A squirrel and a bird are having a conversation outside of my window. They don't sound too angry yet, it hasn't escalated, but they don't sound happy, either. Now, they stopped. Here are the books I read, and a little bit about them, in May and June 2013:
Double Game by Sophie Calle
I had this shelved under "fiction" because I received it during my Birthday Book Club in 2012 from a fiction writer, LaTanya McQueen. It's a beautiful object of a book, with ribbon to tie its illustrated hardcover binding together, semi-glossed pages, and pictures galore. I'm not sure what I was thinking when I chose "fiction". In reality, I need a sort of "art book" section on my shelves-- though art books tend to be taller and more "cofeetablebook"-like, this would definitely classify itself as an art book. The "double game" is Sophie Calle removing herself sharing the reality of a fiction written about her and then reinventing herself as a character Paul Auster based on her in a novel-- then taking it a step further and living her life as an art project written for someone else, become a character rather than living as one based on her. I read the whole book cover to cover, though some of her projects/assignments are more mundane than others, and enjoyed thinking about how acting in these ways must have illuminated aspects of humans, other humans and the self, as characters in ways you normally wouldn't concern yourself with contemplating.
& Parts by Amelia Bentley
I picked up this chapbook during a Damask Press reading at Penn Book Center when I myself read with Amelia and Jacob A. Bennett. Firstly, Damask puts out absolutely stunning chapbooks-- the quality that goes into them makes them quite worth of their cover price. For the BoogFest this year, I'm curating the small press panel, and I am lucky to have Toby from Damask speaking on "The Book as an Object". The talent that went into the poetry involved in this chap is no less than the quality of its appearance. Amelia's writing is more conceptual at times than what I usually read, but always grounded in an approachable reality and most often doing interesting enough things with language, that I enjoy it and recommend it.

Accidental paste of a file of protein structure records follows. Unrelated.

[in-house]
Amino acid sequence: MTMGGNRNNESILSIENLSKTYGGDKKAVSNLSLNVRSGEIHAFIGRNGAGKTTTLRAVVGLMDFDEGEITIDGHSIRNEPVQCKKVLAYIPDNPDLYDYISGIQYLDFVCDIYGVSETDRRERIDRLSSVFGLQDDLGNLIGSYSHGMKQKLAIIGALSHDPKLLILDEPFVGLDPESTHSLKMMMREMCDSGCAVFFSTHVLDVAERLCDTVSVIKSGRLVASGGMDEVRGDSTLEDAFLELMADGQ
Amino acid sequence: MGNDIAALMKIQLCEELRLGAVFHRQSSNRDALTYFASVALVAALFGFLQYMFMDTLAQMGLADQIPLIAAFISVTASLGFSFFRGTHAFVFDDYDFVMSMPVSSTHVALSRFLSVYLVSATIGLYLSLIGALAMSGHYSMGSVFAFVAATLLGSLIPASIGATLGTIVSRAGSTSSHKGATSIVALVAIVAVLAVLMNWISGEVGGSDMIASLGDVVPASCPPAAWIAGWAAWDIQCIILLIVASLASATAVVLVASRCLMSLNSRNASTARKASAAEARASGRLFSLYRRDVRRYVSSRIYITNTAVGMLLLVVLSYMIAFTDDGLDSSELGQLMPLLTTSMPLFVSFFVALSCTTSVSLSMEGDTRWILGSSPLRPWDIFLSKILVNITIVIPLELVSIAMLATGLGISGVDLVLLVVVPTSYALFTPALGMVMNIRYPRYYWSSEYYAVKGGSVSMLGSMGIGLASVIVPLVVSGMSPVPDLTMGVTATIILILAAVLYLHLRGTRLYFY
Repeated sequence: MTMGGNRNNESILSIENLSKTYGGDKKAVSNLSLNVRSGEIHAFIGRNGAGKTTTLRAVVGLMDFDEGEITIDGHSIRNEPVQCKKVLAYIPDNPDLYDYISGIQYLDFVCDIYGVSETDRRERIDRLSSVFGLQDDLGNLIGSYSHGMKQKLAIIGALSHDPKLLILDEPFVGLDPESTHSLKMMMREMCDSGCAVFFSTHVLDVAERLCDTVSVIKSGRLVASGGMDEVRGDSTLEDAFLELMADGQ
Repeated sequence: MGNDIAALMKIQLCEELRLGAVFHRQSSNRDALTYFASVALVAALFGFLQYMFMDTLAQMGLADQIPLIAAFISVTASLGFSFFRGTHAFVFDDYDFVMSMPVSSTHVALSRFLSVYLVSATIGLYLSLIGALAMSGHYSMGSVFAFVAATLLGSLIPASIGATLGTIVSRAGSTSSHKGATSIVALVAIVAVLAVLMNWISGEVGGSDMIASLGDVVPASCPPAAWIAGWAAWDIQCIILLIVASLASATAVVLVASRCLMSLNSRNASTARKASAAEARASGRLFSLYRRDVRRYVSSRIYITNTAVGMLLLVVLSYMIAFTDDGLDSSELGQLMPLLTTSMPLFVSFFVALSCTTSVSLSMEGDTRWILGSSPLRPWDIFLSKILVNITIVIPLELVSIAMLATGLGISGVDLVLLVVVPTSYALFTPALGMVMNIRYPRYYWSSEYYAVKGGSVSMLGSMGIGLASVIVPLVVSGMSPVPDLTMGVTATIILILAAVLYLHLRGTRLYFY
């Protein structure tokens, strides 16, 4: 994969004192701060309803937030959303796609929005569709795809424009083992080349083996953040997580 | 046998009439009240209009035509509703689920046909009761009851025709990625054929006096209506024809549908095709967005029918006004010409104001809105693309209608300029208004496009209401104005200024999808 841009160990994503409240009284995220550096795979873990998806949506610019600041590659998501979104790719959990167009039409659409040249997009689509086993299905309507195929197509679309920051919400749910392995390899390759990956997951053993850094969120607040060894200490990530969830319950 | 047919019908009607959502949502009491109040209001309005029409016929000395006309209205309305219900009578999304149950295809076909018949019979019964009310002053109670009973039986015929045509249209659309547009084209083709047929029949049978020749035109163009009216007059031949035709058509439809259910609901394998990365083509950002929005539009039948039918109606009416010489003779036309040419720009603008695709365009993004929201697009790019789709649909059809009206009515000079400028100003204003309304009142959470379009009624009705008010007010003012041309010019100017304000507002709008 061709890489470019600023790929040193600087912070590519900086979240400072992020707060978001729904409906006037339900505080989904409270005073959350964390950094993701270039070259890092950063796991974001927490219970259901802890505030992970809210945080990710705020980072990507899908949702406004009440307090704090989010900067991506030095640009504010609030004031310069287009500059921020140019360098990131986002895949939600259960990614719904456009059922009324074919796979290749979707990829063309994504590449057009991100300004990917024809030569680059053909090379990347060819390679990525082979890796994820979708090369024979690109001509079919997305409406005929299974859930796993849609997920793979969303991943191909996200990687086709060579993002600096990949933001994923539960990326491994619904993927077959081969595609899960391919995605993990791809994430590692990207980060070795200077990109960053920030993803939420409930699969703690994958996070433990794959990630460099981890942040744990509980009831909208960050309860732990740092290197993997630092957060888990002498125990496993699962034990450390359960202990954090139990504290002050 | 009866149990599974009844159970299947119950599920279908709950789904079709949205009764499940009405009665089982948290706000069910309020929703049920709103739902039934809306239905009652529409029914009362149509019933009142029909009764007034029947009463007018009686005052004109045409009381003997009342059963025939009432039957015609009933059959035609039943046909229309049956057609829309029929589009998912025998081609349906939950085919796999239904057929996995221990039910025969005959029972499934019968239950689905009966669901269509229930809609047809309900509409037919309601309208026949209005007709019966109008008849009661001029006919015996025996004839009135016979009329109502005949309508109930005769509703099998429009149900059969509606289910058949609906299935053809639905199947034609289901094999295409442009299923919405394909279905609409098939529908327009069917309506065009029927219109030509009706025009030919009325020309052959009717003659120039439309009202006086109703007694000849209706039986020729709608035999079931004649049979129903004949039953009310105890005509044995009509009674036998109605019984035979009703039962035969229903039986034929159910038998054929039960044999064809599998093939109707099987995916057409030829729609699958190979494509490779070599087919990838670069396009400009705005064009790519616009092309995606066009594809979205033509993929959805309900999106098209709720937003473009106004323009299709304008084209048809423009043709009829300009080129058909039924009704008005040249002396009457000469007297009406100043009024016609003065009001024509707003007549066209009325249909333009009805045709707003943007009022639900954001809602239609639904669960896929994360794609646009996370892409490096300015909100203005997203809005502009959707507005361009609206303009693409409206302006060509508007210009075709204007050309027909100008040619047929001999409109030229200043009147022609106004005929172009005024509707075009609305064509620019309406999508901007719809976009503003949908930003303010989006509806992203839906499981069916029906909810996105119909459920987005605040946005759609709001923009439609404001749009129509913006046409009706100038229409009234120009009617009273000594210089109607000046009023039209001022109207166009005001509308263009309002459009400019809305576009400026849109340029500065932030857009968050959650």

Snowflake/Different Streets by Eileen Myles
I saw Eileen read at Chapterhouse Cafe & Gallery near South Street in Philly earlier this year, during a small freakout I had that lasted a few weeks-- nothing serious, I was just having a lot of feelings that didn't work well together. The reading was part of the calm down in a way-- it made me realize how important focusing on the things that are important to you should be. To be a poet in the sense that Eileen is a poet is something you work for, is something that you, your brain, language, time, feelings, and paper work for. These poems felt at time like notes-- like notes left on a fridge in someone's house that you could read while you were waiting for them to come downstairs; like notes left to yourself on your phone that you never go back and read; like notes you take during class not because you're not paying attention but because suddenly what you're learning made you think of/remember something important from an angle you never looked at it from before.